Water System Costs
While reading you might notice in this article that,
” just to get our attention on what the government wants!”
“off of what is in reality really what is needed!”
“It bounces back and forth between the state and the country with pricing?”
Neat old political trickery!
Pope Frances traveled thousands of miles, (4285.630) each way, plus traveling to cities.
At the request of our Congress?
To tell all of us what the rest of the world already knows?
That it is because of Climate Changes that our salt water is raising in some area, droughts in other areas and fire and flooding in still others!
And most of this is the fault of we the Humans!
And yet the Congress of the United States of America and the state of Florida still refuses to listen to the facts!
EPA $16:5 Billion Dollars over 20 years to improve the ‘Water System in South Florida’ to account for population growth and improving the systems infrastructure?
With a burgeoning population and aging water systems, Florida will need $16.5 billion in funding over the next 20 years just to maintain its existing drinking water infrastructure, according to estimates from the U.S. Environmental Protection Agency.
In most places across the country, the promise of clean, cheap, readily available water has been taken for granted, but that has begun to change.
Farm runoff has polluted municipal water sources, and the aging underground networks of pipes that carry water to homes and businesses rupture all too frequently.
Just as with crumbling bridges or congested highways, the solutions don’t come cheap.
We are running out of water people!
“It’s because of the HUNDREDS of WATER COMPANIES
THOUSANDS of GOLFCOURSES,
along with the above statements PEOPLE!”
Better than half of Florida does not has the use of City Water Systems!
They are still of the old dug well systems.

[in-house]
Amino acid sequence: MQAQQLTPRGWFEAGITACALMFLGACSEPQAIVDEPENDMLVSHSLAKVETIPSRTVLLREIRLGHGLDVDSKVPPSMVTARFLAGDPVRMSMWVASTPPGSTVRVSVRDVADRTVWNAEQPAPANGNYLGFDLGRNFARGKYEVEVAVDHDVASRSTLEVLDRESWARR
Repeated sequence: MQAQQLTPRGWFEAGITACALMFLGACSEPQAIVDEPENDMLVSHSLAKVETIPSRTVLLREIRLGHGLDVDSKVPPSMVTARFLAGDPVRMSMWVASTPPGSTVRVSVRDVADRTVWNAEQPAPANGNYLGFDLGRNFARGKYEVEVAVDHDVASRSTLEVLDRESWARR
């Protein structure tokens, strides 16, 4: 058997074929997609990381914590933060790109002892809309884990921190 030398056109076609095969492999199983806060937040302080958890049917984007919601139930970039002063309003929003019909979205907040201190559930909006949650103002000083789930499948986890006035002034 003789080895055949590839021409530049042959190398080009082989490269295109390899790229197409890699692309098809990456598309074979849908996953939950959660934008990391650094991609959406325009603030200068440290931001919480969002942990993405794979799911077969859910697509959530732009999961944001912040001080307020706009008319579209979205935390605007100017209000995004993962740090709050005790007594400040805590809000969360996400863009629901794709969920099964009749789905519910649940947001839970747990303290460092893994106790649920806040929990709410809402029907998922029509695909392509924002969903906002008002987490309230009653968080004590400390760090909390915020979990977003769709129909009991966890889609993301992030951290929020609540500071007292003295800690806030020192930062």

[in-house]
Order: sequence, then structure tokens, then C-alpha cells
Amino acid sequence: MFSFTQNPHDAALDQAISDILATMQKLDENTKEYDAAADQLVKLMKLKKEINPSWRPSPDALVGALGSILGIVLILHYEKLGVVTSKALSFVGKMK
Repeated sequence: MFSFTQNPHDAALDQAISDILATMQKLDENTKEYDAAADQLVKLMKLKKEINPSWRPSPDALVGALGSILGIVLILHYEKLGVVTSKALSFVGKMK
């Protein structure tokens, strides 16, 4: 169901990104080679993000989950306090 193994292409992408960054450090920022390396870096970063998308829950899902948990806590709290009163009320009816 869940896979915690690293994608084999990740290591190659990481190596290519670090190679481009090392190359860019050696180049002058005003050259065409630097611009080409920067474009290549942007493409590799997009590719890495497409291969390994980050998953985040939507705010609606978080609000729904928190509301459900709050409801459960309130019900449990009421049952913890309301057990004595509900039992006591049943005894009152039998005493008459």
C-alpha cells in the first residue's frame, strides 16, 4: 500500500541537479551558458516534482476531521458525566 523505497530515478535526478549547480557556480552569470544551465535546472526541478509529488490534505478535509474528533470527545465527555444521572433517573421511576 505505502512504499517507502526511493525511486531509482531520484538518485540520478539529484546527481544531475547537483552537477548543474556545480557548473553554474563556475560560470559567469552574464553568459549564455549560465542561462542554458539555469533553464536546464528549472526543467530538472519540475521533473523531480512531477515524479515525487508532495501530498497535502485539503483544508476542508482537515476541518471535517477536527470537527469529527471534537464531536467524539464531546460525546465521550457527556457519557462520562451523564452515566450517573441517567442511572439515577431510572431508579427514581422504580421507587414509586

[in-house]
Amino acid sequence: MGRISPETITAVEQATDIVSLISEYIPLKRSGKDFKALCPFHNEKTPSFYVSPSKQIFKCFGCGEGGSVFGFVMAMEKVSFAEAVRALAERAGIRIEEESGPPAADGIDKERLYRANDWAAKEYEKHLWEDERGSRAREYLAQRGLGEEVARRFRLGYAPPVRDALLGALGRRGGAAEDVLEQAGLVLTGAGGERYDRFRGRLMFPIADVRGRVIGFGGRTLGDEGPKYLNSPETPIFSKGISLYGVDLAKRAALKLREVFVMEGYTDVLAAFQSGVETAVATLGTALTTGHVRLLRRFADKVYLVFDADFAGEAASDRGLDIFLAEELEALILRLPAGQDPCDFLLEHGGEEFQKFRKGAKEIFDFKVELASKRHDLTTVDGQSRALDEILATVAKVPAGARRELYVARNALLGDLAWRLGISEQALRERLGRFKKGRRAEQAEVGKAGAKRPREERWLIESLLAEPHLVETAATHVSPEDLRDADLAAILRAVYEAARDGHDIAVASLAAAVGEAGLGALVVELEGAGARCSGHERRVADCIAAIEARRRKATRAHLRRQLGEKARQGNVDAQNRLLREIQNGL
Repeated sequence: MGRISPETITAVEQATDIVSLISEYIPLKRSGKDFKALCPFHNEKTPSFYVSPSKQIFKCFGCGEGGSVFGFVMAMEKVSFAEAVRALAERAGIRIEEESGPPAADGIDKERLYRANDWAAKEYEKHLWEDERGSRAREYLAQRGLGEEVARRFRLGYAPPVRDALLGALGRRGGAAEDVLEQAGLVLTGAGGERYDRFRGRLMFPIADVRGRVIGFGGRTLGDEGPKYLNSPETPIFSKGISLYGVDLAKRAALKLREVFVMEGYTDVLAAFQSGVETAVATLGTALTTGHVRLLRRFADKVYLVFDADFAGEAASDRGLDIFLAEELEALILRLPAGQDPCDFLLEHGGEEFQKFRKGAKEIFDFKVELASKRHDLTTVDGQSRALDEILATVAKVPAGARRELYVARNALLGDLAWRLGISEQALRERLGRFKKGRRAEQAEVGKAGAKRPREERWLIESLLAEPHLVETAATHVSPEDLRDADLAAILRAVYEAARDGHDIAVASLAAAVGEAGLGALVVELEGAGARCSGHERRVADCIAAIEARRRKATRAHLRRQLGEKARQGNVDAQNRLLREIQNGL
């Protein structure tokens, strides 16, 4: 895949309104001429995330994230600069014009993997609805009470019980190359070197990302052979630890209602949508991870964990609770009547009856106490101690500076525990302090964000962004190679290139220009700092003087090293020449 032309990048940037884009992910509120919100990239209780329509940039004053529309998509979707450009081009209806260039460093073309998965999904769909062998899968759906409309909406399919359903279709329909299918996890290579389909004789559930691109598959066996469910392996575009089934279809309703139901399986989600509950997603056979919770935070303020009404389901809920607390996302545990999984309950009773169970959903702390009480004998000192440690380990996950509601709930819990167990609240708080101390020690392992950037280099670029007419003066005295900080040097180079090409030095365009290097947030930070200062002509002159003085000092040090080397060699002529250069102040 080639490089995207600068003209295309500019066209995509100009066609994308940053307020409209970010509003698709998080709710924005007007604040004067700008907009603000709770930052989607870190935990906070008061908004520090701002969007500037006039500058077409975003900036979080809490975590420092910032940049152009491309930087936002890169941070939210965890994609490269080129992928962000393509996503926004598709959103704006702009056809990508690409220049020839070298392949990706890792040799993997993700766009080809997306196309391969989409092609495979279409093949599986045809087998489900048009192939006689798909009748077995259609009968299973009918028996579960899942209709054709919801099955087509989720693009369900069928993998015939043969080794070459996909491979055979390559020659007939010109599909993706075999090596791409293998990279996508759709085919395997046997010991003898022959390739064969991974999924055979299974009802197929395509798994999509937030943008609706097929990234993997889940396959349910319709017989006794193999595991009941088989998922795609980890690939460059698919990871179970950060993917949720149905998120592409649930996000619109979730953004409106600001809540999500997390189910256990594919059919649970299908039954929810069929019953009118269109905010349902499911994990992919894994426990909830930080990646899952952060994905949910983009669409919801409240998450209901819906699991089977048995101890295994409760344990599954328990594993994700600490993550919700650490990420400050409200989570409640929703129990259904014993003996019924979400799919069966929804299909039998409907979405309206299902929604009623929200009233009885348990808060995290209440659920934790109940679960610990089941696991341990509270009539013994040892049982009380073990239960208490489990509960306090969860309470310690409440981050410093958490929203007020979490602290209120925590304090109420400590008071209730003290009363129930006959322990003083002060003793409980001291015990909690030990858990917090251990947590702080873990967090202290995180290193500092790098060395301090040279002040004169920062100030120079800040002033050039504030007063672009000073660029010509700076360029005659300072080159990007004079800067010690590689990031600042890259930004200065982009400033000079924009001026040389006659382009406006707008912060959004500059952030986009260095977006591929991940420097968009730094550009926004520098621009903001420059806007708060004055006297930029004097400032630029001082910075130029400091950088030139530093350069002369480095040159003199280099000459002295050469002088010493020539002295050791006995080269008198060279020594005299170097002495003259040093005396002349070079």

Replacing pipes, treatment plants and other infrastructure as well as expanding drinking water systems to handle population growth could cost as much as $1 trillion nationwide over the next quarter century. Without that investment, industry groups warn of a future with more infrastructure failures that will disrupt service, transportation and commerce.
Despite the need, the largest federal aid program for improving the nation’s drinking water system has more than $1 billion sitting unspent in government accounts. That is largely because of poor management by some states and structural problems.
But the data show Florida has been successful where others have failed, spending most of the nearly $615 million it has received on improving water infrastructure in both densely populated and rural areas.
Still, the billions needed to fix the state’s old water system presents a major funding and logistical challenge moving forward, one the state says it is addressing.
“We have communities in Florida with 100-year-old pipes still.
Old pipes cost more to repair now, and it’s got to be done over many years.
It’s a real headache,” said Tom Friedrich, a Jacksonville-based water infrastructure expert who consults with local governments.
In addition to funding projects like water treatment facilities in densely populated areas throughout the state, Florida water officials say they use the EPA’s grants to fund the Florida Rural Water Association, which gives technical support to smaller communities.
While the law allows Florida to set aside up to 31 percent of its funding for non-infrastructure projects related to drinking water, the records show the state has set aside less than 10 percent. That indicates that, unlike many other states, Florida is moving forward to fix problems more efficiently.
“Program staff is dedicated to helping local communities through our funding and application process,” Dee Ann Miller, a spokesman for the Florida Department of Environmental Protection, or DEP, said in an emailed statement.
“In addition, we work hard through the legislative process and through building relationships with local governments to better leverage funding opportunities.”
Miller said Florida will also use money from existing loans, interest paid and Clean Water Act grants.
All of this action on water infrastructure is spurred by an intense need:
Florida has long relied on groundwater to fill its cup, but as the state has grown to the nation’s third-most populous, that source is dwindling.
“As communities continue to grow, the DEP shows that by 2025 we’ll need an additional 2 billion gallons a day,” Friedrich said.
Again I say!
“It’s because of the HUNDREDS of WATER COMPANIES and the THOUSANDS of GOLFCOURSES, along with the above statements PEOPLE!”